Tickets: $34 premium reserved (center, 1st four rows) | $29 adults | $25 members and seniors (65+) | $20 under 30. Seating: Black Box configuration for 120.
Pre-Performance Talk at 7:00pm (Free Admission)
Author Tamar Barzel - New York Noise: Radical Jewish Music and the Downtown Scene
Coined in 1992 by composer/saxophonist John Zorn, "Radical Jewish Culture," or RJC, became the banner under which many artists in Zorn's circle performed, produced, and circulated their music. Read more about this event at Northern Virginia j.talks.
Classic & Contemporary Rep Program
Richmond Ballet II
Saturday, March 12, 7:30pm
Designated the State Ballet of Virginia, Richmond Ballet II returns for a third visit to the J with a new repertory program of classical and contemporary dance. The tour is underwritten in part by the Virginia Commission on the Arts and the National Endowment for the Arts.
Tickets: $34 premium reserved (center, 1st four rows) | $29 adults | $25 J members and seniors (65+) | $20 Under 30. Tickets will go on sale in December.
Three New Plays | Audience Vote
Jewish Plays Project
March 13, 2016 - Time to be announced.
The Jewish Plays Project (JPP) puts bold, progressive Jewish conversations on world stages. Their innovative and competitive development vehicle invests emerging artists in their Jewish identity and engages Jewish communities in the vetting, selecting, and championing of new voices. Fairfax will be one of several communities around the United States that will participate in this national program.
Date and ticketing to be announced.
The Northern Virginia Jewish Book Festival has morphed into an ongoing series of j.talks, conversations with authors and artists. Join us throughout the year for hard truths and inspiring stories, Jewish values and living history — along with food, fiction and funny!
The JCCNV Fine Arts Program supports and encourages the development of Jewish artists and/or Jewish arts.
Explore and enjoy all things Jewish food through theatre, film, music, chefs, cookbook authors, plus cooking demonstrations and tastings.
The annual Northern Virginia Jewish Film Festival, powered by the JCCNV, will screen 10-12 contemporary Jewish-themed and/or Israeli-made feature films that explore identity and place in the world.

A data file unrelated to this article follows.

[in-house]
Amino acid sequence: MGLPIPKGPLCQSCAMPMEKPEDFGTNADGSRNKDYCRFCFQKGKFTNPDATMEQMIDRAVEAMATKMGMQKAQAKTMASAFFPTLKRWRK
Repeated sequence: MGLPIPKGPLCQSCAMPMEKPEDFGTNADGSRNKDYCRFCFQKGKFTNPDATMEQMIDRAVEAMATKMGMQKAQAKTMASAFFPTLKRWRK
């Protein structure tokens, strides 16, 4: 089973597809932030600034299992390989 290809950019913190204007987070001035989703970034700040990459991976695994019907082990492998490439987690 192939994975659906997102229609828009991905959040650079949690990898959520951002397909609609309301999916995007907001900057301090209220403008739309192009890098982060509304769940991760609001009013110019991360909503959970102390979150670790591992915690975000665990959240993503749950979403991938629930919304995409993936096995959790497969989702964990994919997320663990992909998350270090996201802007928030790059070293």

Thursday–Sunday, April 7-17, 2016
Angelika Film Center & Café at Mosaic
ReelAbilities Film Festival invites you to engage, empower and champion the lives, stories and artistic expressions of people with different abilities. September 18-25, 2016.
Jews & Jazz Series
Saturday, October 3, 8pm
At this unique concert, Saul will be drawing on songs from Tin Pan Alley, Jazz Standards, and giving his own renditions of the Great American Songbook. Saul’s appearance was booked through The Goldring/Woldenberg Institute of Southern Jewish Life.
Return Engagement | Premiere A Cappella
Sunday, October 18, 1:30pm and 4pm
The Maccabeats have emerged as both Jewish music and a cappella phenomena. They perform an eclectic array of Jewish, American, and Israeli songs.
New Play Commission
A reading of Redder Blood by Helen Pafumi
Monday, October 19, 7:30pm
God is always talking to Sadie, and Sadie is never talking back, even while her family combusts and her love life takes off. During the past year, the J was a patron of local playwright Helen Pafumi (Artistic Director of The Hub Theatre) as she wrote her newest play. A lesson from the Midrash asks “whose blood is redder?” In a modern turn, Redder Blood explores the challenges of interfaith marriage, our relationship with God, and the ancient question about how we measure our worth. The J is excited to foster this new play for future production. Join us for the first public reading. Part of the Women’s Voices Theatre Festival. The cast of the reading includes (in alphabetical order): Ed Christian, Michael Kevin Darnall*, Nanna Ingvarsson, Rose McConnell, Sasha Olinick*, Tia Shearer and Sara Dabney Tisdale. *Member Actors’ Equity Association.
Blue Like Me Opening Event
Blue Like Me: The Art of Siona Benjamin
Saturday, October 24, 8pm
Along with the official opening of "Blue Like Me" exhibition in the Bodzin Art Gallery, this documentary film follows Indian-American artist Siona Benjamin’s journey back to her roots in the Bene Israel community where she grew up. In the film, she speaks of how her work blurs the boundaries between different religions. Following the film, there will be a Q&A with Siona and Ryan Arey, the film’s editor, and special guest Ori Soltes, theology, philosophy and art history professor at Georgetown University.
Presented in partnership with the Folklore Society of Greater Washington (FSGW)
Sunday, November 1, 7pm
Trio Sefardi is a confluence of three performers who share a love of, and a wide-ranging experience with, Sephardic music as influenced by La Rondinella, the Western Wind, and National Heritage Fellowship winner Flory Jagoda. Group members Susan Gaeta, Tina Chancey, and Howard Bass combine a respect for tradition with a creative approach to arranging and scoring dedicated to bringing the vibrant past into the living present.
Blue Like Me
Rang de Nila (Color Me Blue)
Saturday, November 7, 8pm
Rang de Nila is a performance piece that combines music and dance with the art of Siona Benjamin. In the performance, the dancers assume the roles of the subjects of Benjamin’s paintings. Through movements infused with elements of traditional Indian dance, modern dance, and jazz, the dancers explore themes of identity and what it means to be a Jewish Indian woman.
From the Bimah to Broadway
Sunday, November 22, 7pm
Join us for a delightful evening of Jewish and Broadway music, performed by several cantors in our region, including Hazzan Elisheva Dienstfrey, Agudas Achim Congregation; Cantor Jason Kaufman, Beth El Hebrew Congregation; Cantor Rachel Rhodes and Cantor Michael Shochet, Temple Rodef Shalom; and a special guest appearance by Hazzan Sidney G. Rabinowitz.